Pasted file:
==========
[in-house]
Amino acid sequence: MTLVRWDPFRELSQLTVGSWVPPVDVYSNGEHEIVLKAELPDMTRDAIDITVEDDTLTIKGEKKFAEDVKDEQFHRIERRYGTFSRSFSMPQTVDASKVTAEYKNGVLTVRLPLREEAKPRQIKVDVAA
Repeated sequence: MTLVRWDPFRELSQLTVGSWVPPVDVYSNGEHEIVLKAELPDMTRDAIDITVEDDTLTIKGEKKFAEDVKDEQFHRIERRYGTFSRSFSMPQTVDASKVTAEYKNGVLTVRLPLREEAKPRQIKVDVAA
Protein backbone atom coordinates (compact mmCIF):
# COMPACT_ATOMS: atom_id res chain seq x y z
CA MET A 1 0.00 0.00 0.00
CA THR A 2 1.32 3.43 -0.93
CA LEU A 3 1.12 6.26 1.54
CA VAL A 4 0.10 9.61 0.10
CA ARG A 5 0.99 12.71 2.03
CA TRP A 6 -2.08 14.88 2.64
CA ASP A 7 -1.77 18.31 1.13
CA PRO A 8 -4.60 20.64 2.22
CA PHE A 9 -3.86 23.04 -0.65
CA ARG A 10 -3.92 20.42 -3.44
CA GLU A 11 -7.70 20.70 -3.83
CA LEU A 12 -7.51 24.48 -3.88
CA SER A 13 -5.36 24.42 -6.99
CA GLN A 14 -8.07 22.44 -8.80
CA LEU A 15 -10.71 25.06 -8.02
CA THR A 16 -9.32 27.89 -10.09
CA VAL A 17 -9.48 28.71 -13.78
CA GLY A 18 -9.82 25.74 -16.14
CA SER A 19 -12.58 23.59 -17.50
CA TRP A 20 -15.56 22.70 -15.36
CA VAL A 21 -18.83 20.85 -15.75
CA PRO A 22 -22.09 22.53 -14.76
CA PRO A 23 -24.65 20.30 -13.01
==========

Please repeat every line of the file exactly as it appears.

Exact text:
[in-house]
Amino acid sequence: MTLVRWDPFRELSQLTVGSWVPPVDVYSNGEHEIVLKAELPDMTRDAIDITVEDDTLTIKGEKKFAEDVKDEQFHRIERRYGTFSRSFSMPQTVDASKVTAEYKNGVLTVRLPLREEAKPRQIKVDVAA
Repeated sequence: MTLVRWDPFRELSQLTVGSWVPPVDVYSNGEHEIVLKAELPDMTRDAIDITVEDDTLTIKGEKKFAEDVKDEQFHRIERRYGTFSRSFSMPQTVDASKVTAEYKNGVLTVRLPLREEAKPRQIKVDVAA
Protein backbone atom coordinates (compact mmCIF):
# COMPACT_ATOMS: atom_id res chain seq x y z
CA MET A 1 0.00 0.00 0.00
CA THR A 2 1.32 3.43 -0.93
CA LEU A 3 1.12 6.26 1.54
CA VAL A 4 0.10 9.61 0.10
CA ARG A 5 0.99 12.71 2.03
CA TRP A 6 -2.08 14.88 2.64
CA ASP A 7 -1.77 18.31 1.13
CA PRO A 8 -4.60 20.64 2.22
CA PHE A 9 -3.86 23.04 -0.65
CA ARG A 10 -3.92 20.42 -3.44
CA GLU A 11 -7.70 20.70 -3.83
CA LEU A 12 -7.51 24.48 -3.88
CA SER A 13 -5.36 24.42 -6.99
CA GLN A 14 -8.07 22.44 -8.80
CA LEU A 15 -10.71 25.06 -8.02
CA THR A 16 -9.32 27.89 -10.09
CA VAL A 17 -9.48 28.71 -13.78
CA GLY A 18 -9.82 25.74 -16.14
CA SER A 19 -12.58 23.59 -17.50
CA TRP A 20 -15.56 22.70 -15.36
CA VAL A 21 -18.83 20.85 -15.75
CA PRO A 22 -22.09 22.53 -14.76
CA PRO A 23 -24.65 20.30 -13.01